Series: Privateers and Gentlemen

Series by cover

1–5 of 5 ( show all )

Works (5)

To Glory Arise by Jon Williams1
The Tern Schooner by Jon Williams2
Brig of War by Jon Williams3
The Macedonian by Walter Jon Williams4
Cat Island by Jon Williams5

Related tags


  1. The Valiant Sailors by V. A. Stuart (1966)
  2. Devil to Pay by C. Northcote Parkinson (1973)
  3. A Fine Boy for Killing by Jan Needle (1979)
  4. The Fox and the Faith by Dan Parkinson (1989)
  5. By Force of Arms by James L. Nelson (1996)
  6. Ramage & the Guillotine (The Lord Ramage Novels) by Dudley Pope (1975)
  7. H.M.S. Cockerel (Alan Lewrie Naval Adventures 6) by Dewey Lambdin (1995)
  8. Ambassador of Progress by Walter Jon Williams (1984)
  9. A King's Cutter by Richard Woodman (1982)
  10. The Devil's Own Luck by David Donachie (1991)
  11. A Shred of Honour by Tom Connery (1996)
  12. House of Shards by Walter Jon Williams (1988)
  13. No Quarter by Broos Campbell (2006)
  14. Halfhyde at the Bight of Benin by Philip McCutchan (1976)
  15. A Press Of Canvas by William H. White (2000)

Series description


How do series work?

To create a series or add a work to it, go to a "work" page. The "Common Knowledge" section now includes a "Series" field. Enter the name of the series to add the book to it.

Works can belong to more than one series. In some cases, as with Chronicles of Narnia, disagreements about order necessitate the creation of more than one series.

Tip: If the series has an order, add a number or other descriptor in parenthesis after the series title (eg., "Chronicles of Prydain (book 1)"). By default, it sorts by the number, or alphabetically if there is no number. If you want to force a particular order, use the | character to divide the number and the descriptor. So, "(0|prequel)" sorts by 0 under the label "prequel."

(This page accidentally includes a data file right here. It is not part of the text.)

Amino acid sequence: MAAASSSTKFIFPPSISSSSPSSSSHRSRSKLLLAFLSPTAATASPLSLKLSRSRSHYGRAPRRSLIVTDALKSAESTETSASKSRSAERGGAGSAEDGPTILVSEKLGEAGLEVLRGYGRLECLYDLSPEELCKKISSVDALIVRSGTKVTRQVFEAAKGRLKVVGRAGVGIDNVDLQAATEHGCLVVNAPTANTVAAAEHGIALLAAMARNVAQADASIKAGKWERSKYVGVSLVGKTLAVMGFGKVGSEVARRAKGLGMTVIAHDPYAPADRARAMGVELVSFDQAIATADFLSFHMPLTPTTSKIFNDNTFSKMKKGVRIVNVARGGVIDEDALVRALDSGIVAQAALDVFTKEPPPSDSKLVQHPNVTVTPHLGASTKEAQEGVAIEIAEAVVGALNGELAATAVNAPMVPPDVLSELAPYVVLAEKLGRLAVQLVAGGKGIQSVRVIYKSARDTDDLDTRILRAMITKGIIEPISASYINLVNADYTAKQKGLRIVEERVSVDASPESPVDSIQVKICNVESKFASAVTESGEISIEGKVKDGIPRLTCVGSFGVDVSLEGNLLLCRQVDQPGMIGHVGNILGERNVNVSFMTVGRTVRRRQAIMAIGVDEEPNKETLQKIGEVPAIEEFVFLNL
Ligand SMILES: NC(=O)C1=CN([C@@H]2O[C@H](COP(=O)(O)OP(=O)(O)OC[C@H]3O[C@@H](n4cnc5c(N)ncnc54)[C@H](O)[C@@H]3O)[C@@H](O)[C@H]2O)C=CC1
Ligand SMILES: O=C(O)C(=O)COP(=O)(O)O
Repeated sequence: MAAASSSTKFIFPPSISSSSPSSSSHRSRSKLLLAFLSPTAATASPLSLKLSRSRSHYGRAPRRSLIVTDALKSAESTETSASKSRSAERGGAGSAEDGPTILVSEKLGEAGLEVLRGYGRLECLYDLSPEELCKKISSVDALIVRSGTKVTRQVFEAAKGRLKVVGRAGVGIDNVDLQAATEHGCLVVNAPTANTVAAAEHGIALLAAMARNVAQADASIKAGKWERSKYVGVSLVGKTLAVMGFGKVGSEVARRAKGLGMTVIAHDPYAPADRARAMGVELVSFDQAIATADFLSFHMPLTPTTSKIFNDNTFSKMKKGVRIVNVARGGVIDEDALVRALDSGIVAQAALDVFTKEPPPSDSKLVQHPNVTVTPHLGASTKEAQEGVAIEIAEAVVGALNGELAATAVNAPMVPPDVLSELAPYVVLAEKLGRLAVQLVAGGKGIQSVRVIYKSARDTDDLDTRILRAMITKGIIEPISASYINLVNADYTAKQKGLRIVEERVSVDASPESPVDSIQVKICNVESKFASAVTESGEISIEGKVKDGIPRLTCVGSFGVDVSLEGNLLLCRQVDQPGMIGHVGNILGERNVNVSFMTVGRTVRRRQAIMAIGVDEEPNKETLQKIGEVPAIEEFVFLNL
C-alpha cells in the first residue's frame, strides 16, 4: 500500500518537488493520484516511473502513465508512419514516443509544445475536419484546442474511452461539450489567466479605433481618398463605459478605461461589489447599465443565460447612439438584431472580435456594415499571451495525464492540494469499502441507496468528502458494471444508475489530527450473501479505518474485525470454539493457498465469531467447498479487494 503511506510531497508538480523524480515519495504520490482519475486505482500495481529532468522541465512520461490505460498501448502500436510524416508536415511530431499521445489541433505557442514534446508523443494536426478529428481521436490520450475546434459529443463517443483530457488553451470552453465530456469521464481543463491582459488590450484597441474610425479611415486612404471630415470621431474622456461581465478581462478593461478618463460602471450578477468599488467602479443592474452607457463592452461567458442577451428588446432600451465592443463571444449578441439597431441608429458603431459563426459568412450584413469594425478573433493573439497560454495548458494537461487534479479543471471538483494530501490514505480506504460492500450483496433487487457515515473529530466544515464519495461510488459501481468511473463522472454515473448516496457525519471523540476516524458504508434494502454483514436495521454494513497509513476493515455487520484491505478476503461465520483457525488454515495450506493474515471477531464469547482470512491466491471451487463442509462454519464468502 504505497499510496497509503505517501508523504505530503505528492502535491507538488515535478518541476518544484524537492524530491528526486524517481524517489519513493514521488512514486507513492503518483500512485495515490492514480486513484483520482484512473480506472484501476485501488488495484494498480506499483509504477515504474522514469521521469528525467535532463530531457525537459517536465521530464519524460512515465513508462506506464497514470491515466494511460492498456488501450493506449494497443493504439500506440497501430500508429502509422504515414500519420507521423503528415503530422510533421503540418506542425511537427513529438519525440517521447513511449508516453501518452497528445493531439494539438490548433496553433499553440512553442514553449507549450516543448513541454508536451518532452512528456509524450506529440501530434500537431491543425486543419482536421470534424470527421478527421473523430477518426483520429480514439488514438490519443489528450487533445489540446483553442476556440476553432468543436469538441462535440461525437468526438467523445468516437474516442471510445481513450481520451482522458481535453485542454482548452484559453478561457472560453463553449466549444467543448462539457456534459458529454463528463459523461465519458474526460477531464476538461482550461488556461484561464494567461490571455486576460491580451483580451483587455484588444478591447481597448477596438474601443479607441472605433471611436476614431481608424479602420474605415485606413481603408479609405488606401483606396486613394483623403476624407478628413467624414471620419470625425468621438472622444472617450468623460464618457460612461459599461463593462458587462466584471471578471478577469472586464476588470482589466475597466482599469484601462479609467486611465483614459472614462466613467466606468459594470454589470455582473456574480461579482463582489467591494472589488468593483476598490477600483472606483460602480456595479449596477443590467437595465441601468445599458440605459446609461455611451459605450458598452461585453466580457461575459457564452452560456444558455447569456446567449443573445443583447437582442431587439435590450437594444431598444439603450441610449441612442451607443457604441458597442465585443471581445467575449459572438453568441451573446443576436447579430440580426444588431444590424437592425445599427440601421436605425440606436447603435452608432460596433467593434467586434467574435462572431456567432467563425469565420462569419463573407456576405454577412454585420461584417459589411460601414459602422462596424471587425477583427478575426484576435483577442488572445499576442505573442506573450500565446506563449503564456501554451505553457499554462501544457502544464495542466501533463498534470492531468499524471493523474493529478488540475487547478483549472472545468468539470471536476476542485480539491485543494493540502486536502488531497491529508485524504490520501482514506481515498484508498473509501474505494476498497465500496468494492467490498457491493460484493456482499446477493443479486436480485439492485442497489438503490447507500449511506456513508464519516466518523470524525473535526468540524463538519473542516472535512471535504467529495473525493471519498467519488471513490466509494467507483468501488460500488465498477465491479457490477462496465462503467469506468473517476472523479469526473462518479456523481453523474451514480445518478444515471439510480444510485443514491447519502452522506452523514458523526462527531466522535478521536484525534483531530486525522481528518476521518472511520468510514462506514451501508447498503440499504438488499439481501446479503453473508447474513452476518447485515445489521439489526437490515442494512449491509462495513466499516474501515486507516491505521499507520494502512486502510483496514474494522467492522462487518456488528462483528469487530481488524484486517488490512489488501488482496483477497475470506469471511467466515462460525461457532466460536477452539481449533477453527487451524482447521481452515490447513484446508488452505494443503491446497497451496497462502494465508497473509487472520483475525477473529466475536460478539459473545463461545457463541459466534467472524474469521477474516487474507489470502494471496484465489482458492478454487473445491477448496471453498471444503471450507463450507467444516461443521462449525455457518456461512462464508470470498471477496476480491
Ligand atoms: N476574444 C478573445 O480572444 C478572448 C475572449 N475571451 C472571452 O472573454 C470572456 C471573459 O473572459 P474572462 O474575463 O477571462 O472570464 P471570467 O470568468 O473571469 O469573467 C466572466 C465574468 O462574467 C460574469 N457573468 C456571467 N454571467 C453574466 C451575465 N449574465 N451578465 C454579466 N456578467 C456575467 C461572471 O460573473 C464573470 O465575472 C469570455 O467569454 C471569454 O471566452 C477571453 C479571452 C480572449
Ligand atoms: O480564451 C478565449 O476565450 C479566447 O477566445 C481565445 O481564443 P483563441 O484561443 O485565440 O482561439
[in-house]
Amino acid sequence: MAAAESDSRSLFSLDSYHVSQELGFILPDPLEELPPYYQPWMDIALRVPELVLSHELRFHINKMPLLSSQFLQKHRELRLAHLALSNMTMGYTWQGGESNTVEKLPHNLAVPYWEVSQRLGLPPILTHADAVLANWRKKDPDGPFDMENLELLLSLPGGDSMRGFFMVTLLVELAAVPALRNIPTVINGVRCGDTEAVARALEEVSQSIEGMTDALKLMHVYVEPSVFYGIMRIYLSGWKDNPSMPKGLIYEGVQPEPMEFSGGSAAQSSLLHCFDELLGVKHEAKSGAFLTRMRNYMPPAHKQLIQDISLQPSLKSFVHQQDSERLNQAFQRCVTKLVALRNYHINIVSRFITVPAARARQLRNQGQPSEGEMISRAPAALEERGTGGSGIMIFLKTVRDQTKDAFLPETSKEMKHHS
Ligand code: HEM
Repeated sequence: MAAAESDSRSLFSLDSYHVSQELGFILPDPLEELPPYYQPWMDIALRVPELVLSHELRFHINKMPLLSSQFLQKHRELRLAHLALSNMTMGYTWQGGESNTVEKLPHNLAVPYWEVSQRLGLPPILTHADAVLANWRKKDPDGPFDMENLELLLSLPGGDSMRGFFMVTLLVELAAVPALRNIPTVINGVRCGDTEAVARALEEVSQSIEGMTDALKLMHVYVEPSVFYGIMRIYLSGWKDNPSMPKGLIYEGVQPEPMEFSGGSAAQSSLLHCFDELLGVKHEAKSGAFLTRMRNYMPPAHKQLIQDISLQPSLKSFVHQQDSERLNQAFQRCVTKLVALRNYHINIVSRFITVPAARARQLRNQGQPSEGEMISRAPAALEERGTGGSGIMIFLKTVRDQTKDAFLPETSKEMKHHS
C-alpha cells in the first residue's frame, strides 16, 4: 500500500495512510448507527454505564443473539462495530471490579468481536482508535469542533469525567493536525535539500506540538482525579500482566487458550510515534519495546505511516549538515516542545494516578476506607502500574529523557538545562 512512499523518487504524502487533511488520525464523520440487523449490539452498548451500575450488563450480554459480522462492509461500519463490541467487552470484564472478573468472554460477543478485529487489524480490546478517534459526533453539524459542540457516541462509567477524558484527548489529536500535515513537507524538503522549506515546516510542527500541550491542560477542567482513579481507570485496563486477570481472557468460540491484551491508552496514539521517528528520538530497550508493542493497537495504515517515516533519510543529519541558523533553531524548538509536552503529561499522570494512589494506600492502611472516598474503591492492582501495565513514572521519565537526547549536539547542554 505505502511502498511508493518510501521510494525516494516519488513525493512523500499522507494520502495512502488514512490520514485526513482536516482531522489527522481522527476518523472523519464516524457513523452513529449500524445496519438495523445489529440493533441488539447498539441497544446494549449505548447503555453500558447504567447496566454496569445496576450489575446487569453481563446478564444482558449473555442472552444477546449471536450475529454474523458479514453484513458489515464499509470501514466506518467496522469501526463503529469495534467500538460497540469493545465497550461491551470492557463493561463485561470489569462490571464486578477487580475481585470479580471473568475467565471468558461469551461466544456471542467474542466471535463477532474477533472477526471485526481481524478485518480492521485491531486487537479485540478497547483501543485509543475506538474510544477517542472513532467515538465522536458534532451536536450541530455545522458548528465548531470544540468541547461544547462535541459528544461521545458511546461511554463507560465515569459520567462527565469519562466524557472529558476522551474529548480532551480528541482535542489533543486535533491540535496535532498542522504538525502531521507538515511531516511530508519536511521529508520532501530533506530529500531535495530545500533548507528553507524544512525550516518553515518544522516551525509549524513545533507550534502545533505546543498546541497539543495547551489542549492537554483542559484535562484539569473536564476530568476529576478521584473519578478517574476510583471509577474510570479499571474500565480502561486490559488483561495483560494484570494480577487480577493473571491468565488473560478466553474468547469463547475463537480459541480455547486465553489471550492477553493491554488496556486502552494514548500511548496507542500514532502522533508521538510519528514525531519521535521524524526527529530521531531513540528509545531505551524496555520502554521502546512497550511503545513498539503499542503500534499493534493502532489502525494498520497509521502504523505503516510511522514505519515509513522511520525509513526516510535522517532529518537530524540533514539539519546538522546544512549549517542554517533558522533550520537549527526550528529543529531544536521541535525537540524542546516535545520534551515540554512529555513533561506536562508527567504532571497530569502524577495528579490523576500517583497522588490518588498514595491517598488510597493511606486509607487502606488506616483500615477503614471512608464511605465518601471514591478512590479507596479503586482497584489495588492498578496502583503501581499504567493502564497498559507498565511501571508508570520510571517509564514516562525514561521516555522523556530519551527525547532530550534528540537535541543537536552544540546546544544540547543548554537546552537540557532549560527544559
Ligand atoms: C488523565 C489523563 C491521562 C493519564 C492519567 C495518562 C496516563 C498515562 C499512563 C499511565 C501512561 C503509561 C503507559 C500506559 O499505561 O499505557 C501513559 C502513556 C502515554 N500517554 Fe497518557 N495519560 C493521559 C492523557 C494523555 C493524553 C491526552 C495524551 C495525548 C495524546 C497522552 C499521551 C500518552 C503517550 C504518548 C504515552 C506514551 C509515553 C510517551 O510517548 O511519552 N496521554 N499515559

What isn't a series?

Series was designed to cover groups of books generally understood as such (see Wikipedia: Book series). Like many concepts in the book world, "series" is a somewhat fluid and contested notion. A good rule of thumb is that series have a conventional name and are intentional creations, on the part of the author or publisher. For now, avoid forcing the issue with mere "lists" of works possessing an arbitrary shared characteristic, such as relating to a particular place. Avoid series that cross authors, unless the authors were or became aware of the series identification (eg., avoid lumping Jane Austen with her continuators).

Also avoid publisher series, unless the publisher has a true monopoly over the "works" in question. So, the Dummies guides are a series of works. But the Loeb Classical Library is a series of editions, not of works.


andyl (5)
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